Using Scrivener Mostly For Markdown/HTML

I mostly write (professionally) in HTML or in Markup. So a few years ago I bailed out of Scrivener v1 and went whole-hog into BBedit, so I could make use of its powerful text editing tools.

The big problem with BBedit is its utter lack of file management/organization. Worse, they recently added auto-save of unsaved documents. This has made me very lazy. I currently have open (not kidding) 400 documents, mostly untitled and unsaved. It’s a mess. I can’t live like this.

So I just upgraded to Scrivener 2, and will migrate in all these works-in-progress and take care of long-deferred housekeeping. But I could use help with four things:

  1. I’m still going to spend a LOT of time passing text to/from BBedit (for grep search. HTML toolsets, scripting, etc.). I could use help/advice re: tools and workflows to make BBedit more easily available to/from Scrivener. If you, too, are using Scrivener for doc management in tandem with BBedit for hardcore editing, I’d love to hear from you (and/or be pointed to anything you’ve written on the topic).

  2. Any suggestions for hardcore markdown/html use of Scrivener, e.g. using it in conjunction with Marked to view browser result on-the-fly?

  3. I don’t do screenwriting. I don’t write novels. I don’t write academically, so I rarely use annotations or footnotes. I don’t use “cards”. I don’t want or need much of the functionality of Scrivener - e.g. the highly specialized tools. I mostly want to use Scrivener for its organizational power. There are surely others like me. Are there any existing articles/tutorials out there helping people like me avoid feeling overwhelmed by the large feature set?

  4. One problem I used to experience with Scrivener was that copy/pasting in and out of the app would change the styles (true of any word processor). Over time, each doc would build up unpredictable formatting. Is there a quick/easy way to make docs revert to my default style/formatting settings? Thing is, I almost never apply font/tab/spacing styles anymore … again, I’m mostly using Markup. I can’t remember the last time a writing job called for submission of a formatted word processor doc (in fact, I can’t remember the last time I italicized something!). So: how can I make Scrivener act less like a word processor and more like a text editor, and make my docs more uniformly formatted? Is there a way to, for example, select all text and apply a keystroke to make it all appear per my default config?

thanks all

Filthy Hack

  1. I don’t use BBEdit, but the principle is the same for everything these days, copy and paste. There used to be better ways of doing this, but they’ve been weeded out of the OS. One thing worth mentioning is that Scrivener has regular expression search support at all levels. In Document search, it is in the drop-down with options like “Contains”, “Ends with”. In Project Search, in the magnifying glass icon menu along with the other options. So, that’s one less thing to go to a text editor for, anyway.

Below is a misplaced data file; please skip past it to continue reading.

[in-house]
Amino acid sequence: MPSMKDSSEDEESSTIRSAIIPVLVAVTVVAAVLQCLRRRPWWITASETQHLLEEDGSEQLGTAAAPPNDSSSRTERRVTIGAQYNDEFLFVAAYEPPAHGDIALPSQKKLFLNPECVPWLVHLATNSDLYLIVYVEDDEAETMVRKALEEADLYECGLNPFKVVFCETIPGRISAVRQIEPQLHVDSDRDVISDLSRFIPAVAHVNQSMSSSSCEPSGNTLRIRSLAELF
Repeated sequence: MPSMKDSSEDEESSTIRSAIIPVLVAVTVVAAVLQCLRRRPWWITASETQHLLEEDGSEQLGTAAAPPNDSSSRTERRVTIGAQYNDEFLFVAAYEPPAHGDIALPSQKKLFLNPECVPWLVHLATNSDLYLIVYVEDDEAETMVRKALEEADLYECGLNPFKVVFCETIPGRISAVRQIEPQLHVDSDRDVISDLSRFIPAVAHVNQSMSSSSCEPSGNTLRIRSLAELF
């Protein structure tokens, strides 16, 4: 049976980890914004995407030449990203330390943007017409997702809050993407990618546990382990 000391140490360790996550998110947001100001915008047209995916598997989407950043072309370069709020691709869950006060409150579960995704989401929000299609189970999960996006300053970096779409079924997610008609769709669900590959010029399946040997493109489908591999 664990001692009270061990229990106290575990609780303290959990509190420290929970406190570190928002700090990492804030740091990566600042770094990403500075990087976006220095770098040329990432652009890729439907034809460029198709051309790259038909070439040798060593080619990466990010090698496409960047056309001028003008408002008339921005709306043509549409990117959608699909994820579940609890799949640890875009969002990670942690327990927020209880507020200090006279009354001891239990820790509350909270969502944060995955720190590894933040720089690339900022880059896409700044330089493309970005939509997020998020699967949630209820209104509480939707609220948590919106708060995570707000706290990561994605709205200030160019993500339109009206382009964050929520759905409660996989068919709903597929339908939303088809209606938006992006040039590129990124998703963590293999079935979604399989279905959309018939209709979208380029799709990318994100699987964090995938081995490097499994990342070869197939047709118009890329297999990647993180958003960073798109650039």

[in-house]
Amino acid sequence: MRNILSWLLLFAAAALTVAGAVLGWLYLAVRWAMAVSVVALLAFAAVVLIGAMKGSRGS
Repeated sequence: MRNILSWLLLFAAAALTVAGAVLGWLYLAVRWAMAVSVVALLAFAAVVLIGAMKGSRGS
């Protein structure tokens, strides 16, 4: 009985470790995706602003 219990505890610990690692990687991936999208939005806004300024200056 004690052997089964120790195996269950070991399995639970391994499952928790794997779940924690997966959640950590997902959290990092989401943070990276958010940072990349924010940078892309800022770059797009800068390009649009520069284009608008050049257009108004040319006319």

2. works pretty well for showing you the contents of your Draft folder. It polls the data folder for file system updates and reloads the section of text that changed—so whenever Scrivener auto-saves you should see the change appear in the background (I find the Scroll to first edit option in Marked useful, given how I tend to jump around in Scrivener quite a bit). I don’t really use much by way of interesting techniques though. For the most part I just write in Markdown right in Scrivener (I let it handle images, footnotes and titles). I’ll sometimes pull a piece of text out into an external editor if there is a tricky spot (like a table), but that’s pretty rare, as I don’t like losing cross-reference links and so on. Keeping it simple is part of why I like working with markup instead of rich text stuff. Like you want to go for, I mainly use Scrivener like a bit huge plain-text notebook program.
  3. There have been a few threads around here discussing Scrivener’s uses when engaged primarily as an organisation tool; it would be worth searching in the tips and usage forums. It’s kind hard to say though, there is so much to that side of Scrivener (the stuff that is just for screenwriters, academics or what have you, does not comprise much of the software really—most of it is the raw organisation power and the interface for getting around within it), and much of these conversations get folded into others, such as this recent thread about organising 200 or more articles per year.
  4. Just paste using Edit/Paste and Match Style (Shift-Opt-Cmd-V) instead of rich text paste. Normally that won’t happen copying out of a plain-text editor, but if you’re copying from stuff like the Web, then yeah, things can get messy. More tips in the knowledge base, including the command that can batch clean-up existing documents: Documents/Convert/Convert Formatting to Default Text Style.